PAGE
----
I’ve been reading Brene’s Brown’s stunning new book “Rising Strong” over the last few weeks (blog post/audio story/video/interpretative dance/all of the above about my thoughts coming soon) but in the meantime, I wanted to share some of her thoughts about talking through our emotions at home, with those closest to us. Reading this book has been transformative for me because it’s helped me find language and ways to sort through my feelings when I’m upset and about to either shut down or have a fight with my husband, and I’m really looking forward to sharing some of our learnings soon. Before that though, I wanted to share some of her concluding thoughts about rumbling with emotions and stories at home. We’ve been reading this book this book from the library (we’ve already signed the book out twice) but we’ve taken a lot of notes along the way to help keep our learnings alive. Have you read this book? What are your key takeaways? We’d love to hear from you.
“As you can probably imagine after reading this book, Steve and I rumble all the time. At least once a week, one of us will need to say, “The story I’m making up is..” It’s not hyperbole to state that it has revolutionized the way we deal with our conflicts. Even with as much as I understand about the power of emotion and as many years as we’ve been together, I’m still surprised by how many of our arguments are intensified by the fabrications we tell ourselves. What starts as a small disagreement about an unimportant issue becomes a fight over wrongly assigned intentions and hurt feelings.
The story rumble also permeates our family culture. We’re doing our best to model and teach our children the rising strong process and help them integrate it as a practice in their lives. All children wrestle with belonging and wanting to be part of something, so many of their SFDs are about these struggles. (For our kids, SFD stands for stormy first drafts, which also allows us to work a weather metaphor
When our kids feel lonely or scared, or when they convince themselves that they’re “the only ones” who aren’t out having a blast with a huge group of friends, or who can’t watch a certain movie or go to a concert, or who don’t have the latest technology, we try to get curious about the stories they’re making up. We strongly encourage journaling and even drawing. Practicing the story rumble during these times not only teaches them about the process, but also almost always leads to an experience of connection between us. It’s far more effective than relying on, “I don’t care if everyone in the world is allowed to go to this music festival-you’re not. Would you jump off a bridge is everyone else was doing it?” Or worst of all in terms of undermining the respect our children have for us,” Because I said so.”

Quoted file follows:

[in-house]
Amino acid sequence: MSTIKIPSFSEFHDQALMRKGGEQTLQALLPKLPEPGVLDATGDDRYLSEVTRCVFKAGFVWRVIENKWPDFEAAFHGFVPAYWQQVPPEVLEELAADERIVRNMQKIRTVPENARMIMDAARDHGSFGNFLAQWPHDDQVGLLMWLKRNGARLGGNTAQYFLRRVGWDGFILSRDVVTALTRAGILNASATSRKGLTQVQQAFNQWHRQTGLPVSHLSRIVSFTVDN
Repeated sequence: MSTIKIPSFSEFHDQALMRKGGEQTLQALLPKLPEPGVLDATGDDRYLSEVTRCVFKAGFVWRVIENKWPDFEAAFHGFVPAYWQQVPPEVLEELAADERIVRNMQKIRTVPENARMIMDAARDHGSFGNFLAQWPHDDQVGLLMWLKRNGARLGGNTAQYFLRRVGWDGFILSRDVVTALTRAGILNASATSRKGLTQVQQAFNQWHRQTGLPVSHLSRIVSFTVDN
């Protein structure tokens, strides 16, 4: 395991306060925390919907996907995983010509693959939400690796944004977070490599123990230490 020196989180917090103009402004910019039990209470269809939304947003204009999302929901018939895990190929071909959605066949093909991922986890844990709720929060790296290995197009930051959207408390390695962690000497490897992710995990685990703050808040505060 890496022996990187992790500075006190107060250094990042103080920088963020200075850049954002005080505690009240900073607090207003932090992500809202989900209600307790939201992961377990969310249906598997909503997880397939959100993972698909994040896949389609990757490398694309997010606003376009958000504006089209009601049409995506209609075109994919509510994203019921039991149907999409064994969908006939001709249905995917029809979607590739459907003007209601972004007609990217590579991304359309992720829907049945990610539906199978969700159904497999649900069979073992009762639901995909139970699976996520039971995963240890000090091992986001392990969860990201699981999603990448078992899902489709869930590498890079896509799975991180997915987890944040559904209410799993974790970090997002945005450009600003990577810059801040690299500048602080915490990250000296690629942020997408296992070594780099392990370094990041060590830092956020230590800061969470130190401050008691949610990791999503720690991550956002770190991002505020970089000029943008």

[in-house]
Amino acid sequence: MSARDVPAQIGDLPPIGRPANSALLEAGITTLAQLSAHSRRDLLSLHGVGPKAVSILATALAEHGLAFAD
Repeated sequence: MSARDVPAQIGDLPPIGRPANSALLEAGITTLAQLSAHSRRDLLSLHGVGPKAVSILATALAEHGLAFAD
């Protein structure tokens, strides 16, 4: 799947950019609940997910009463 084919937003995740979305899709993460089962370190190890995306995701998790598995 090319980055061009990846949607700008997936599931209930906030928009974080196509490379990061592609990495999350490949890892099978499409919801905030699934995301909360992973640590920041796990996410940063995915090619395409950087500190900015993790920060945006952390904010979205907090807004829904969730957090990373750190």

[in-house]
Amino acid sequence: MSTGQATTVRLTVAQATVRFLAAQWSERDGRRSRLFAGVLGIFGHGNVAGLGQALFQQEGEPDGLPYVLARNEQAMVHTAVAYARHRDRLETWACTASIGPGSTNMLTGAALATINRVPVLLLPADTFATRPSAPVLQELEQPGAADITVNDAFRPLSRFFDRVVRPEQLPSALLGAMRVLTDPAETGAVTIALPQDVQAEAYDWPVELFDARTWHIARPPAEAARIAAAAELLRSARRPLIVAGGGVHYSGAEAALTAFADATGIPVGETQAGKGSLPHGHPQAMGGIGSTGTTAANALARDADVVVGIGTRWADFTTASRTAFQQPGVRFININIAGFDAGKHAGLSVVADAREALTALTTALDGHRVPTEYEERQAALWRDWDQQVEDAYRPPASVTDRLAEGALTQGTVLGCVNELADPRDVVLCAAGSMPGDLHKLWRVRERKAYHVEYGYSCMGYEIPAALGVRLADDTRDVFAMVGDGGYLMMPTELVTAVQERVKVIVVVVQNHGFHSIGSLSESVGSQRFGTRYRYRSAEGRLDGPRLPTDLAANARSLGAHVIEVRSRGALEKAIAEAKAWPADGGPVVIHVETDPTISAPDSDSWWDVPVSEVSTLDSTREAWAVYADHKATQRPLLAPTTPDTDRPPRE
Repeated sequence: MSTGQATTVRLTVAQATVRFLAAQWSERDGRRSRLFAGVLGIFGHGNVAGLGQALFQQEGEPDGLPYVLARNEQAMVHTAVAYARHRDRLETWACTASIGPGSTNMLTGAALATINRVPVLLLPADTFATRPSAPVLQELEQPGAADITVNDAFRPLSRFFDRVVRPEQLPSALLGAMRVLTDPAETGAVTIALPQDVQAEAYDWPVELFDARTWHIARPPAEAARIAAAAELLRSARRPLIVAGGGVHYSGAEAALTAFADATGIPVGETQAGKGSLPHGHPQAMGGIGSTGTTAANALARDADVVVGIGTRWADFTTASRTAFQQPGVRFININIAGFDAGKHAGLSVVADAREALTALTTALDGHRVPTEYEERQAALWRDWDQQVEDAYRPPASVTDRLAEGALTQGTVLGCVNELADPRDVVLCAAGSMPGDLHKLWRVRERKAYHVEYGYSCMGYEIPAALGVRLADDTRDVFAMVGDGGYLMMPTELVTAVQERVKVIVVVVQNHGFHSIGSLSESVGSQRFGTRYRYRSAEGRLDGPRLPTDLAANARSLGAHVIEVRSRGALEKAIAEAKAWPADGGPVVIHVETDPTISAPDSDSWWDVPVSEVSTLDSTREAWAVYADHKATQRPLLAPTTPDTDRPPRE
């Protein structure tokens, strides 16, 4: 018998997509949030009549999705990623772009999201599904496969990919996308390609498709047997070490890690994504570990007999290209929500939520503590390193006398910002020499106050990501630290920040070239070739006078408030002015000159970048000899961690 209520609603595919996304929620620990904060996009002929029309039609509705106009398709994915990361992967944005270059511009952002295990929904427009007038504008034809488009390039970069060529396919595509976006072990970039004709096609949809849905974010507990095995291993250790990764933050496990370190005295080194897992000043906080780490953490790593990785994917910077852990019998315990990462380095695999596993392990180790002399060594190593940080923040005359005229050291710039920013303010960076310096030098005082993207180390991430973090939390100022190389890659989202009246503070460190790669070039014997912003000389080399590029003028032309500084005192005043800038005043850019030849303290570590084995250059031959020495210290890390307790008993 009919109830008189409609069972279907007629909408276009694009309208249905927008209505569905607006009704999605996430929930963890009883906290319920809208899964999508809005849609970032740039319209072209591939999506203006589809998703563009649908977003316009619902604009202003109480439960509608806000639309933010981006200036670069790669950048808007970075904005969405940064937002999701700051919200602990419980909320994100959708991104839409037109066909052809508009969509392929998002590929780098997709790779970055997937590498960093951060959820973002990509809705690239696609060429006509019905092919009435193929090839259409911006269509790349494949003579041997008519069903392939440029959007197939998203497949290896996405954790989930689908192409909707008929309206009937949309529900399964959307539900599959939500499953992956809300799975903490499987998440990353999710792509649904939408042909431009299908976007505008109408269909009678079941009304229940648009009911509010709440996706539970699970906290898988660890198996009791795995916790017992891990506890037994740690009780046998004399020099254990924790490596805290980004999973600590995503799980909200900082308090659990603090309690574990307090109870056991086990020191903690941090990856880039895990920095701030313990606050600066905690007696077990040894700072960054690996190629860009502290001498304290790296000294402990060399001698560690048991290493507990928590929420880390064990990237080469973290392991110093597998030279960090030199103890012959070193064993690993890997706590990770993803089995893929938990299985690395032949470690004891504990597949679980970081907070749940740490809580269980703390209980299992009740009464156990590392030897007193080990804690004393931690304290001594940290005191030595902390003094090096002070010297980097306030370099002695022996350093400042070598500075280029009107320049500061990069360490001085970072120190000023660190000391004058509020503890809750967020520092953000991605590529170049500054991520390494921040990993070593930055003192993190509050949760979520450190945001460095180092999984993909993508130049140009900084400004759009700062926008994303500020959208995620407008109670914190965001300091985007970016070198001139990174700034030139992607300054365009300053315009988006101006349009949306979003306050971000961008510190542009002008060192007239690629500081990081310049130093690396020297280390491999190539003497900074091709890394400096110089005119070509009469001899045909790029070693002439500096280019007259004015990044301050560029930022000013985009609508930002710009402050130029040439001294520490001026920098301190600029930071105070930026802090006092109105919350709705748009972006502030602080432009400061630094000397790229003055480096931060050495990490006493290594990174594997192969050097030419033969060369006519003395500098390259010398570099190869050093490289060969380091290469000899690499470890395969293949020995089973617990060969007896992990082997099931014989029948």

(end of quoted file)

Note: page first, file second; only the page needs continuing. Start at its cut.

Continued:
When we ask our kids about their conspiracies and confabulations, it opens a discussion that otherwise we might not have. For example, Ellen might say,” I’m making up that I study hard and help around the house and try to be a responsible person, but you still don’t trust me enough to let me go to this festival, and I’ll probably never get to go.” Her SFD gives us the opportunity to empathize and tell her how much we trust and appreciate her, and to explain that we’re not making our decisions based on her behaviour, but on how the people around her will most likely be behaving. No matter how trustworthy our children are, when drugs, alcohol, and crowds are in play, it’s easy to get in over your head and find yourself in unnecessarily dangerous situations.
[..] It’s been important in helping Ellen understand that we believe children need a place or time to grow into, to show them that they have new experiences and privileges and opportunities to look forward to. We get to tell her how proud we are that she’s earned the fullest privileges that we believe are appropriate for someone her age.
Don’t think for one minute that this changes her level of disappointment-it doesn’t, and that’s not our goal. It does, however, ensure that even if she disagrees with our decision and is angry with us (which is totally healthy and okay) she’s not marinating in feelings of not being trusted or respected enough.
[..]Even with our ten year old, the stormy first draft works great. He’ll tell us that he’s having a rotten time in school because he’s the only one who doesn’t understand what’s happening with fractions. That is when we acknowledge his emotions and start the reckoning with empathy. Then we move to curiosity by asking questions. Sometimes I’ll check in with the teacher, who 99 percent of the time says, “This is a tough unit. He’s frustrated, but he’s exactly where he’s supposed to be. This is new for everyone.” With this information in hand, we can begin a productive rumble and help him find the delta between the story he made up about his level of ability and the normal frustrations of learning new material.
There’s another important parenting takeaway from this research. As we’ve discovered, we’re wired for story and in the absence of data we will rely on confabulations and conspiracies. When our children sense something is wrong – maybe a sick grandparent or a financial worry- or when they know something is wrong – an argument or a work crisis- they quickly jump to filling in the missing pieces of the story. And because our wellbeing is directly tied to their sense of safety, fear sets in and often dictates the story. It’s important that we give them as much information as is appropriate for their developmental and emotional capacity, and that we provide a safe place for them to ask questions. Emotions are contagious and when we’re stressed or anxious or afraid our children can be quickly engulfed in the same emotions. More information means less fear-based story-making. (Brene Brown, Rising Strong, p.370-375)